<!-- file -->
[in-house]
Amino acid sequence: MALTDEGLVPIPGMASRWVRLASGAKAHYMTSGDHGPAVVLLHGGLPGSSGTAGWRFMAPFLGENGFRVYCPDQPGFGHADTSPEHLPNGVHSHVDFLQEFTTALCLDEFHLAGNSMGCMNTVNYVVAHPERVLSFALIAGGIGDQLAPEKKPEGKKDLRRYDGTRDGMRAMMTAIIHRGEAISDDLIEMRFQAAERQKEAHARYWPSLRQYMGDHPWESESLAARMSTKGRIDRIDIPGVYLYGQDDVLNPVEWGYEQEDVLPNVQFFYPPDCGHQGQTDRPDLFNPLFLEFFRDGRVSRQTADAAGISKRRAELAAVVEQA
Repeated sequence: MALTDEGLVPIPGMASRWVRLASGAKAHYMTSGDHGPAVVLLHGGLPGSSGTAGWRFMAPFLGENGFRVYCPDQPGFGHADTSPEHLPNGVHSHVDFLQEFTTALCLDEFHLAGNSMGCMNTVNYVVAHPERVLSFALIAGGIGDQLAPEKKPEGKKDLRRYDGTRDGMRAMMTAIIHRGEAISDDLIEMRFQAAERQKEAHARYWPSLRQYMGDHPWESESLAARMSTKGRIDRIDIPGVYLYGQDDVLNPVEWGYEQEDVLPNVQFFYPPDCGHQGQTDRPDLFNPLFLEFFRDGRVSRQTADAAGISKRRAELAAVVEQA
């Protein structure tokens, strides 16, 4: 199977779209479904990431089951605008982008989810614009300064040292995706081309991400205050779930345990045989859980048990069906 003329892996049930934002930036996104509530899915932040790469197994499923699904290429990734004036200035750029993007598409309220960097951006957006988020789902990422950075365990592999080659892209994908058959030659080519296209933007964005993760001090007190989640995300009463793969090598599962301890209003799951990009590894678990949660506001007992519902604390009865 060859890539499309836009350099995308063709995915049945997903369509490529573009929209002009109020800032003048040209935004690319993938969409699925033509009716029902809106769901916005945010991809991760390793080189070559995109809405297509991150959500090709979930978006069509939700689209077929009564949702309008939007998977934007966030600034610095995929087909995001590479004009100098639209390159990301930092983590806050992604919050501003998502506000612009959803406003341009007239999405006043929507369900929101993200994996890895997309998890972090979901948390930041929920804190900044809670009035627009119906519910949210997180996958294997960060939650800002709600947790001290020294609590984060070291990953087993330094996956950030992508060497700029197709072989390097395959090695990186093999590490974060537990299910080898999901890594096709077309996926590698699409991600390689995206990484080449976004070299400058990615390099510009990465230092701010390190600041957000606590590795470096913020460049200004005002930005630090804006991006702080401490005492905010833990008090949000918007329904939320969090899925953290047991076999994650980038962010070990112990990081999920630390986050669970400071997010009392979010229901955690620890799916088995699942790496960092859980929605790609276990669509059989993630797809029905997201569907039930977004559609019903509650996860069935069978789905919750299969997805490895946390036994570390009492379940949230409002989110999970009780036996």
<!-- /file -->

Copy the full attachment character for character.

[in-house]
Amino acid sequence: MALTDEGLVPIPGMASRWVRLASGAKAHYMTSGDHGPAVVLLHGGLPGSSGTAGWRFMAPFLGENGFRVYCPDQPGFGHADTSPEHLPNGVHSHVDFLQEFTTALCLDEFHLAGNSMGCMNTVNYVVAHPERVLSFALIAGGIGDQLAPEKKPEGKKDLRRYDGTRDGMRAMMTAIIHRGEAISDDLIEMRFQAAERQKEAHARYWPSLRQYMGDHPWESESLAARMSTKGRIDRIDIPGVYLYGQDDVLNPVEWGYEQEDVLPNVQFFYPPDCGHQGQTDRPDLFNPLFLEFFRDGRVSRQTADAAGISKRRAELAAVVEQA
Repeated sequence: MALTDEGLVPIPGMASRWVRLASGAKAHYMTSGDHGPAVVLLHGGLPGSSGTAGWRFMAPFLGENGFRVYCPDQPGFGHADTSPEHLPNGVHSHVDFLQEFTTALCLDEFHLAGNSMGCMNTVNYVVAHPERVLSFALIAGGIGDQLAPEKKPEGKKDLRRYDGTRDGMRAMMTAIIHRGEAISDDLIEMRFQAAERQKEAHARYWPSLRQYMGDHPWESESLAARMSTKGRIDRIDIPGVYLYGQDDVLNPVEWGYEQEDVLPNVQFFYPPDCGHQGQTDRPDLFNPLFLEFFRDGRVSRQTADAAGISKRRAELAAVVEQA
């Protein structure tokens, strides 16, 4: 199977779209479904990431089951605008982008989810614009300064040292995706081309991400205050779930345990045989859980048990069906 003329892996049930934002930036996104509530899915932040790469197994499923699904290429990734004036200035750029993007598409309220960097951006957006988020789902990422950075365990592999080659892209994908058959030659080519296209933007964005993760001090007190989640995300009463793969090598599962301890209003799951990009590894678990949660506001007992519902604390009865 060859890539499309836009350099995308063709995915049945997903369509490529573009929209002009109020800032003048040209935004690319993938969409699925033509009716029902809106769901916005945010991809991760390793080189070559995109809405297509991150959500090709979930978006069509939700689209077929009564949702309008939007998977934007966030600034610095995929087909995001590479004009100098639209390159990301930092983590806050992604919050501003998502506000612009959803406003341009007239999405006043929507369900929101993200994996890895997309998890972090979901948390930041929920804190900044809670009035627009119906519910949210997180996958294997960060939650800002709600947790001290020294609590984060070291990953087993330094996956950030992508060497700029197709072989390097395959090695990186093999590490974060537990299910080898999901890594096709077309996926590698699409991600390689995206990484080449976004070299400058990615390099510009990465230092701010390190600041957000606590590795470096913020460049200004005002930005630090804006991006702080401490005492905010833990008090949000918007329904939320969090899925953290047991076999994650980038962010070990112990990081999920630390986050669970400071997010009392979010229901955690620890799916088995699942790496960092859980929605790609276990669509059989993630797809029905997201569907039930977004559609019903509650996860069935069978789905919750299969997805490895946390036994570390009492379940949230409002989110999970009780036996």